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Film adaptations : the dynamics of intertextual analysis
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|Title:||Film adaptations : the dynamics of intertextual analysis|
|Authors:||Zee, Nathan Chin Hung|
|Issue Date:||May 2013|
|Publisher:||[Honolulu] : [University of Hawaii at Manoa], [May 2013]|
|Abstract:||This dissertation begins with a brief history of adaptation studies followed by a discussion on the issue of fidelity. After examining several of the major arguments surrounding the fidelity debate, I establish a means for discussing adaptations through Robert Stam's concept of "intertextual dialogism," which takes its theoretical framework from Mikhail Bakhtin's concept of "dialogism" and Julia Kristeva's "intertextuality." Stam's use of "intertextual dialogism" or "intertextuality" argues for the "open-endedness" of texts, allowing us to move away from evaluating texts simply on their faithfulness to the source.|
I begin Chapter 1 with a close reading of Pride and Prejudice as I compare it with three adaptations: the 1940 film production, the 1995 television mini-series, and the 2005 film production--using the intertextual tropes of studio style, casting and choice of stars for each film, their mainstream ideology, and narrative point of view.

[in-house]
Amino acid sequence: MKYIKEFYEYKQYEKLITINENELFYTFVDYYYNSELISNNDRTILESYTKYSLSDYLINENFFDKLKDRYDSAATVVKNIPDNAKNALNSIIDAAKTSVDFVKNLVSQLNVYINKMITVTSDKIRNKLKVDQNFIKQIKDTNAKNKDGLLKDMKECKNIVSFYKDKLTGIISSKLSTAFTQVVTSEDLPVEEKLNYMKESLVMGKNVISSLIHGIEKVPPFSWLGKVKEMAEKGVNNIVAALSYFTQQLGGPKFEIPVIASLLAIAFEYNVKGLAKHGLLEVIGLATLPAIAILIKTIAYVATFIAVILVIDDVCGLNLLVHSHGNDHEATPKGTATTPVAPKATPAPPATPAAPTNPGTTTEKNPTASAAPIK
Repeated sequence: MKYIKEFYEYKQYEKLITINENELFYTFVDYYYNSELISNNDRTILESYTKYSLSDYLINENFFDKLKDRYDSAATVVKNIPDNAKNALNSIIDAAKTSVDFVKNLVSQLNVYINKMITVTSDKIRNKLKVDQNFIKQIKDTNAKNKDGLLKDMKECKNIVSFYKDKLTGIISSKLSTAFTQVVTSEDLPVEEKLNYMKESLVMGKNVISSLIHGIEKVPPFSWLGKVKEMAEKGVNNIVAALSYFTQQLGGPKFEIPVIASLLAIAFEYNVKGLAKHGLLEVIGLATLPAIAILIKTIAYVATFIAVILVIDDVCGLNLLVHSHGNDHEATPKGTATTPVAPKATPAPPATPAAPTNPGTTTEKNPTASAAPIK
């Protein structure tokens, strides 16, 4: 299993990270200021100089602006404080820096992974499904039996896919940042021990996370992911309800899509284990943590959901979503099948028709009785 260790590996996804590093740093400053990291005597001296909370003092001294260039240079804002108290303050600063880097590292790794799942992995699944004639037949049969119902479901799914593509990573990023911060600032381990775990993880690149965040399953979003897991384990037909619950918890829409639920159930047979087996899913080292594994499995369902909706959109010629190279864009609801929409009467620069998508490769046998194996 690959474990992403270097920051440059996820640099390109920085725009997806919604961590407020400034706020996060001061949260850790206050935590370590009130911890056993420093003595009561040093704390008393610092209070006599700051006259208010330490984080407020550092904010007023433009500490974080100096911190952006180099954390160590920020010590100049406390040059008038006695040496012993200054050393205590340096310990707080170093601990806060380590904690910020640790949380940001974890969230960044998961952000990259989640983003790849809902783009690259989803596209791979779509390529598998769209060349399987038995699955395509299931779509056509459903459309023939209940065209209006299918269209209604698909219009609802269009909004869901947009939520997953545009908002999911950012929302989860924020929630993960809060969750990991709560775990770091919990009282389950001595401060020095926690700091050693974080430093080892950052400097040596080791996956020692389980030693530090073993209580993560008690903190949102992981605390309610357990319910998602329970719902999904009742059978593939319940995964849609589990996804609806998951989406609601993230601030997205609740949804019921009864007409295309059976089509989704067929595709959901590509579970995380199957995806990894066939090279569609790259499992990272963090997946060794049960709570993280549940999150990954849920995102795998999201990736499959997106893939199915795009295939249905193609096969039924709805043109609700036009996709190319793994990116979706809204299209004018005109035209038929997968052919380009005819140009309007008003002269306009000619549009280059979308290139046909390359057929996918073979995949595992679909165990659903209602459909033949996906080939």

In Chapter 2, I examine Huck Finn's first-person narration in Adventures of Huckleberry Finn using Bakhtinian concepts that lead into an intertextual reading with director Stephen Sommers' film adaptation.
Chapter 3 examines the introspective and sentimental narration of Nick Carraway in The Great Gatsby and its relationship to director Jack Clayton's film adaptation.
The final chapter looks at A Streetcar Named Desire by first comparing the playscript with the 1993 rerelease of the film. Then I take a look at the 1951 version and compare it with the 1993 version before ending with a reading of the 1995 television adaptation in the context of the playscript.
Too often, high school teachers show film adaptations to give a visual idea of the setting or to look at basic differences between the novel and film adaptation without asking "why?" This dissertation provides examples of close readings and comparisons with their film adaptations, eventually arguing for a close reading of the source text in the high school curricula, not for evaluating the worth of a film, but as a way to define the sorts of relationships between a literary text and its film adaptation.
|Description:||Ph.D. University of Hawaii at Manoa 2013.|
Includes bibliographical references.
|Appears in Collections:||Ph.D. - English|
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